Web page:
This week, our guests Steven and Karen decided to venture a little further off the beaten track from Bunaken and headed to the northern islands of the Bunaken Marine National Park. The rewards were schooling Barracuda, eagle rays and much more.
Seventh and Ninth-time return guests to the region were excited by their first Cryptic Shrimp sighting in Lembeh this week! These cool little critters so perfectly resemble the sponge they inhabit that they are nearly impossible to differentiate from their background. The Cryptic Shrimp’s innate ability to perfectly blend in with its surroundings is a type of crypsis camouflage: an animal’s natural-born ability to visually blend in with its habitat in order to avoid predation.
This week’s diving in Bunaken had something for both macro fans and lovers of big marine life – our guests saw Pontohi Pygmy Seahorses as well as increasing numbers of Spotted Eagle Rays.
Thanks to our eagle-eyed dive guides Frankli and Fenly, Mads from Denmark managed to get the fabulous shot for this blog. These miniature seahorses are fairly rare and we don’t have a lot of information about them. They’ve been spotted in (eastern) Indonesia and Papua New Guinea.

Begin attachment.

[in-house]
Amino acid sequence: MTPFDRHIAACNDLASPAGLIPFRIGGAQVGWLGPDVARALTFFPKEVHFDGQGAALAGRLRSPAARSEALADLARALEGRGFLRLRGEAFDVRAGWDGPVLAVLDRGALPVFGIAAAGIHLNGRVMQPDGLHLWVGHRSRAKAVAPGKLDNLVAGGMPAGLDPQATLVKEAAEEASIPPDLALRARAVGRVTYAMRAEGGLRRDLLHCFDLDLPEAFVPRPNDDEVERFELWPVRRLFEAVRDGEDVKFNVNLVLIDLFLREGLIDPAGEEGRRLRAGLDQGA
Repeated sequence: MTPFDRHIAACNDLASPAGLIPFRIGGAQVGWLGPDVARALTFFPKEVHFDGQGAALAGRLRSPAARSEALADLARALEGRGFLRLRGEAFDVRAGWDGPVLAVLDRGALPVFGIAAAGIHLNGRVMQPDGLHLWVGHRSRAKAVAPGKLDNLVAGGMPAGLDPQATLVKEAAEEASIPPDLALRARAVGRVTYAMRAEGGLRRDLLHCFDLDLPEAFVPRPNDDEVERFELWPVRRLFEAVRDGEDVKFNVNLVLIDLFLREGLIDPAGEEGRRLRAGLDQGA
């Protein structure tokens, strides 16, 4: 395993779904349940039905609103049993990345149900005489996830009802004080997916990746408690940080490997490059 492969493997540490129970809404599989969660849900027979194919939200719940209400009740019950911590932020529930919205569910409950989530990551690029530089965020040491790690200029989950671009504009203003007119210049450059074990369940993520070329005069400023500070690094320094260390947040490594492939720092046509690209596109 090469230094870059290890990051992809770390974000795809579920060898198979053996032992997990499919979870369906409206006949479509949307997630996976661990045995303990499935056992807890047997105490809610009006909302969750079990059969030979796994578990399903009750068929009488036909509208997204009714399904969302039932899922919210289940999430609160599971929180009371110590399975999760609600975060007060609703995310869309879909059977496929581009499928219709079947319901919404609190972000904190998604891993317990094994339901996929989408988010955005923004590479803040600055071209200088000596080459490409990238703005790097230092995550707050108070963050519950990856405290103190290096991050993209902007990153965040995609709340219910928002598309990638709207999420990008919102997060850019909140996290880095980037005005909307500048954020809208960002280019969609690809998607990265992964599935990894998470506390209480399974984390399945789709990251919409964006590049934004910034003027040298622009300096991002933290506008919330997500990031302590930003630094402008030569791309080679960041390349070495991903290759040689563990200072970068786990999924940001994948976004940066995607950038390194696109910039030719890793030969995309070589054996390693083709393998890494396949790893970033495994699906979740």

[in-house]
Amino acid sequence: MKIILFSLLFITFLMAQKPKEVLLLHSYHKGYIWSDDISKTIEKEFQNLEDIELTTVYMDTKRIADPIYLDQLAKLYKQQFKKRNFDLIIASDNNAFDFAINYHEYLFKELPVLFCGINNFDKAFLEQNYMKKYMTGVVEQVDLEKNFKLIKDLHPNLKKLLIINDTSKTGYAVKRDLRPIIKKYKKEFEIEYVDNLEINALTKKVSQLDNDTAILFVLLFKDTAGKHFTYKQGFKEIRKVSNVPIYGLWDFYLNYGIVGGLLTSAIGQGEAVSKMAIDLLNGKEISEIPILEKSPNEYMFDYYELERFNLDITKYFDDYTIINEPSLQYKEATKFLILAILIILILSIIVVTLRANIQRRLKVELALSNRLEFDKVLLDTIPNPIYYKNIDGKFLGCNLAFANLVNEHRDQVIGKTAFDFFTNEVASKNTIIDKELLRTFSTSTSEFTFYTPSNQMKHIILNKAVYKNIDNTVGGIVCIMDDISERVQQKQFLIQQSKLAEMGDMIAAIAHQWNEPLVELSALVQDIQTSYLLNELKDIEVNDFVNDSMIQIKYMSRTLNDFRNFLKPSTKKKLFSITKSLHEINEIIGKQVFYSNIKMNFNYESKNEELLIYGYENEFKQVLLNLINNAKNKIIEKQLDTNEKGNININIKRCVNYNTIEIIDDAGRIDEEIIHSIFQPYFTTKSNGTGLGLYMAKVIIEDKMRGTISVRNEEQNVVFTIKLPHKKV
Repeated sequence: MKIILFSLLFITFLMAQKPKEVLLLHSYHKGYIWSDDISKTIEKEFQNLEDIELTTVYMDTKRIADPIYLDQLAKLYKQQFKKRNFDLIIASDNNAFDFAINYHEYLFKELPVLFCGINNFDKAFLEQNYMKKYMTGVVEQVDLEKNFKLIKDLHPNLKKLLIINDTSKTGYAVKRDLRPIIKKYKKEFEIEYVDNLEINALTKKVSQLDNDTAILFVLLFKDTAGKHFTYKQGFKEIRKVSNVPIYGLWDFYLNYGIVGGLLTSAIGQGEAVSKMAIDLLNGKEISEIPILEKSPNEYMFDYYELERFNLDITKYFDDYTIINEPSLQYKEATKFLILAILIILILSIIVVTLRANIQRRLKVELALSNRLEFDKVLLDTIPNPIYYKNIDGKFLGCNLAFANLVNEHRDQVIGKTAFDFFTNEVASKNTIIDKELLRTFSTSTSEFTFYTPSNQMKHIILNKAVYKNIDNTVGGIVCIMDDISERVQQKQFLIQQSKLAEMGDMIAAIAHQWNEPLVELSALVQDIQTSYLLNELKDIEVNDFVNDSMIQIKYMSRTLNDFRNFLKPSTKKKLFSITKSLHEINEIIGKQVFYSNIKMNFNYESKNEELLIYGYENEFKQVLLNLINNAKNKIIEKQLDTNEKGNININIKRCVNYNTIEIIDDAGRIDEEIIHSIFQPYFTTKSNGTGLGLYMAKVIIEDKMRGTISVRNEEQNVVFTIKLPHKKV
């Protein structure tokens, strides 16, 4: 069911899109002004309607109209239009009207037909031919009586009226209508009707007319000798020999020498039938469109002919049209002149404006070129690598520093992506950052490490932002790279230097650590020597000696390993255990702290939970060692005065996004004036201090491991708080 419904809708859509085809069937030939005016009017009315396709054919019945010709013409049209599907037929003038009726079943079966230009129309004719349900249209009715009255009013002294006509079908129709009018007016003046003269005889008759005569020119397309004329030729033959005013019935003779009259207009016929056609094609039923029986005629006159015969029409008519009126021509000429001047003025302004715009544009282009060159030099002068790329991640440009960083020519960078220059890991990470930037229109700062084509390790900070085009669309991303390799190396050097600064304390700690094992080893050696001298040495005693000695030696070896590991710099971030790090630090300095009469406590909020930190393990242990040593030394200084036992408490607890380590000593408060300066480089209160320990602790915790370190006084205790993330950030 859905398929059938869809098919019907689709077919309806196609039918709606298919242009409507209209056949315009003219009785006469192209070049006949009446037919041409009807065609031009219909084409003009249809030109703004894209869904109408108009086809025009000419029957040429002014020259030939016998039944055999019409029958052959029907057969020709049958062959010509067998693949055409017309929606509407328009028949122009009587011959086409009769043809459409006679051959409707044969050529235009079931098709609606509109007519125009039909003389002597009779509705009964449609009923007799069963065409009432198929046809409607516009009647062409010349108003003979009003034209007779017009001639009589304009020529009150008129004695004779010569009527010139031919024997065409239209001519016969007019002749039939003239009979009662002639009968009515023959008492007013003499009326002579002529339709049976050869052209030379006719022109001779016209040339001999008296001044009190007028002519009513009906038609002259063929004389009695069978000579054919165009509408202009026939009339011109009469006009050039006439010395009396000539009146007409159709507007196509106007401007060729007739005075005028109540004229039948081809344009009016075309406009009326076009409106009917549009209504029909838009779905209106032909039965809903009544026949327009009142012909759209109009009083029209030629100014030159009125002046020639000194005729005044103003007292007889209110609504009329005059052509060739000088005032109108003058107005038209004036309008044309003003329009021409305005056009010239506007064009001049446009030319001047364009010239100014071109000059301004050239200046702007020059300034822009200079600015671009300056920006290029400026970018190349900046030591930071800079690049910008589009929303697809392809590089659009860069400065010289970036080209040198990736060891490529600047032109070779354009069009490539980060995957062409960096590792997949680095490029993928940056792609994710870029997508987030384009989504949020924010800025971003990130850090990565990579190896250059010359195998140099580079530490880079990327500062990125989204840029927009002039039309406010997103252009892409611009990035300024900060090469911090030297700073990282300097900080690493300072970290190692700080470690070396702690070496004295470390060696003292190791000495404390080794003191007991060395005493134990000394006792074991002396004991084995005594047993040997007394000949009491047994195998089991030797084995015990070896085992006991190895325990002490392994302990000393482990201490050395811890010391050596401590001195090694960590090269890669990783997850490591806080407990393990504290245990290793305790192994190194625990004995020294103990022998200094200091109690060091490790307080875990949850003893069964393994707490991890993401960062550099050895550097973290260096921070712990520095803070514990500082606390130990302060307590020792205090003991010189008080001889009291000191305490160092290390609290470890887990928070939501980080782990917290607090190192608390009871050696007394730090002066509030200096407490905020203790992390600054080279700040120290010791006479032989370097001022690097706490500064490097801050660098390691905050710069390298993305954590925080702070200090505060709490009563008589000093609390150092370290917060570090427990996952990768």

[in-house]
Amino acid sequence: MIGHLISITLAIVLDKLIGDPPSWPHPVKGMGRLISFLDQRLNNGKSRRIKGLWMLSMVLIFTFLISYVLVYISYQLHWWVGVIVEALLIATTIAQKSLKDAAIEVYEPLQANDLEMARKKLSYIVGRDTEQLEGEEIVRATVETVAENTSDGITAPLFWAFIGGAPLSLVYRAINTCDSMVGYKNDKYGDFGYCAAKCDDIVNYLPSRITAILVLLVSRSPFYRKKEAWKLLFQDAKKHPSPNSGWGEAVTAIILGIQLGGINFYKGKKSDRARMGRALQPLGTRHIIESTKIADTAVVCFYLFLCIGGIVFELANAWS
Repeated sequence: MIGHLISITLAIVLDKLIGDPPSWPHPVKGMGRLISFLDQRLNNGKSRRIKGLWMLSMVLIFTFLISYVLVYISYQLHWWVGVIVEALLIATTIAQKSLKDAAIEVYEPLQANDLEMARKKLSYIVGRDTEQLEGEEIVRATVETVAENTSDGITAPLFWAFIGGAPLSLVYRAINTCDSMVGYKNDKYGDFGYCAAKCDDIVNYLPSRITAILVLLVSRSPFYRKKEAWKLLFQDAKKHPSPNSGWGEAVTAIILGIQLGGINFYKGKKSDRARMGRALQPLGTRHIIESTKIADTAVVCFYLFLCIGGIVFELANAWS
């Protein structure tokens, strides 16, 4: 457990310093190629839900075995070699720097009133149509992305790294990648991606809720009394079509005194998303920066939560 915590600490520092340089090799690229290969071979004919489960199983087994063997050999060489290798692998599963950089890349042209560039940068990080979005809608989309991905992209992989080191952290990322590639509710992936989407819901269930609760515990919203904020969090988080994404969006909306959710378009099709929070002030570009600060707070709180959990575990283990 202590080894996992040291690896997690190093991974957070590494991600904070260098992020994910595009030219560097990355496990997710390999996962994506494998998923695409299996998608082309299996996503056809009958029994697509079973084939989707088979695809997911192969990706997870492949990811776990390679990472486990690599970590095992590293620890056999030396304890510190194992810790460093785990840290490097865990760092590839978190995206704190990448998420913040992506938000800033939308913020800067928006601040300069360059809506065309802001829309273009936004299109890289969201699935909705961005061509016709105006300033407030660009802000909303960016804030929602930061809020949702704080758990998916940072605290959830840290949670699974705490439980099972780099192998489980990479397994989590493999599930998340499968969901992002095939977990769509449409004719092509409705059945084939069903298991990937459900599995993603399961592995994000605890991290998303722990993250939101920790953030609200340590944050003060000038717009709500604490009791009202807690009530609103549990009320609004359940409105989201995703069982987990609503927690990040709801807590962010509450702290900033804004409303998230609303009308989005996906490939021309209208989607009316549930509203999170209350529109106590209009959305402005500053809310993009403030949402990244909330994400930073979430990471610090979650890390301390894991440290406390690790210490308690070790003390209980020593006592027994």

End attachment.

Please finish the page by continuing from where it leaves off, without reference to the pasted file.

“Camouflage” is a fascinating behavior that many Lembeh animals partake in as they take on the characteristics of an unrelated, inanimate object, simply hoping to go unnoticed by predators. Juvenile Orbicular Batfish are a perfect example of such a critter. Lacking toxins or venomous spines, they spend their juvenile months perfectly camouflaged as fallen leaves as they float about in small schools under the piers and oyster-farms of Lembeh. What would otherwise be a small, tasty morsel for a passing predator is dismissed as an uninteresting, inedible leaf. As the Orbicular Batfish reaches a more formidable size (topping out around 28cm/11in), they no longer depend on camouflage and transform into a completely different looking fish!
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